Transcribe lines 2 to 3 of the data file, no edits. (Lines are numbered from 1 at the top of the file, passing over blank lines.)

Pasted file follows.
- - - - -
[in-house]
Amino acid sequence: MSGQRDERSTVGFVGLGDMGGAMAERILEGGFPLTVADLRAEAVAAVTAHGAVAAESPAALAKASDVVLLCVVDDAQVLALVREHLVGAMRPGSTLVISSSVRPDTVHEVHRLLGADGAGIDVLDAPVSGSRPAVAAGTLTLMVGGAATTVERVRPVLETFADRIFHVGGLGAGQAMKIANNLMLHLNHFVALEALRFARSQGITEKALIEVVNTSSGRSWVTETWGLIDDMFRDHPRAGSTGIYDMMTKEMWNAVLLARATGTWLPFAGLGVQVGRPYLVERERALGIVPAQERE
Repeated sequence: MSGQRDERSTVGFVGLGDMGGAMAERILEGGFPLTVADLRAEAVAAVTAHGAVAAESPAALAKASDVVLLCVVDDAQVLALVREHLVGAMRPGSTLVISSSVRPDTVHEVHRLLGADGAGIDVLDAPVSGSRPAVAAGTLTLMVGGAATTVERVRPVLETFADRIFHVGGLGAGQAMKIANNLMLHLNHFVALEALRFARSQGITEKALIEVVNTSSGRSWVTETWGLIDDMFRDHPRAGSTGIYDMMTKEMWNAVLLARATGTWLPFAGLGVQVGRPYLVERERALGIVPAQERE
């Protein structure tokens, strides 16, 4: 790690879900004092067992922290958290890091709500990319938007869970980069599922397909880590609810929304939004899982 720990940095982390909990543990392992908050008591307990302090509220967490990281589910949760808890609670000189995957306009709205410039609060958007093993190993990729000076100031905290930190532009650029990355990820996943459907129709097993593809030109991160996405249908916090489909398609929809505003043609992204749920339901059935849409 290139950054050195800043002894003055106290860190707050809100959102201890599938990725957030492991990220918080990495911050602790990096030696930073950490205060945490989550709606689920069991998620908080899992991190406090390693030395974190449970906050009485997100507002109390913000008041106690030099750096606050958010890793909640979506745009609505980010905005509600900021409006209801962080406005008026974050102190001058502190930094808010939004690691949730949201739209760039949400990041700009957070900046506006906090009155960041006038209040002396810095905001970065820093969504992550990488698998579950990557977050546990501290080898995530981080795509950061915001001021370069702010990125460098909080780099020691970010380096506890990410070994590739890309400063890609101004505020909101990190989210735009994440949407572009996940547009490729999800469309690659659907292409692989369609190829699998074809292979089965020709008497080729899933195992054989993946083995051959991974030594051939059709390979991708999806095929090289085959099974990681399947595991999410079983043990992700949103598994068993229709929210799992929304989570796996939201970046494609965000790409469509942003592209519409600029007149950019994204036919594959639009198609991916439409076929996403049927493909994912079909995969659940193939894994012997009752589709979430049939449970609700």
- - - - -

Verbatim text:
Amino acid sequence: MSGQRDERSTVGFVGLGDMGGAMAERILEGGFPLTVADLRAEAVAAVTAHGAVAAESPAALAKASDVVLLCVVDDAQVLALVREHLVGAMRPGSTLVISSSVRPDTVHEVHRLLGADGAGIDVLDAPVSGSRPAVAAGTLTLMVGGAATTVERVRPVLETFADRIFHVGGLGAGQAMKIANNLMLHLNHFVALEALRFARSQGITEKALIEVVNTSSGRSWVTETWGLIDDMFRDHPRAGSTGIYDMMTKEMWNAVLLARATGTWLPFAGLGVQVGRPYLVERERALGIVPAQERE
Repeated sequence: MSGQRDERSTVGFVGLGDMGGAMAERILEGGFPLTVADLRAEAVAAVTAHGAVAAESPAALAKASDVVLLCVVDDAQVLALVREHLVGAMRPGSTLVISSSVRPDTVHEVHRLLGADGAGIDVLDAPVSGSRPAVAAGTLTLMVGGAATTVERVRPVLETFADRIFHVGGLGAGQAMKIANNLMLHLNHFVALEALRFARSQGITEKALIEVVNTSSGRSWVTETWGLIDDMFRDHPRAGSTGIYDMMTKEMWNAVLLARATGTWLPFAGLGVQVGRPYLVERERALGIVPAQERE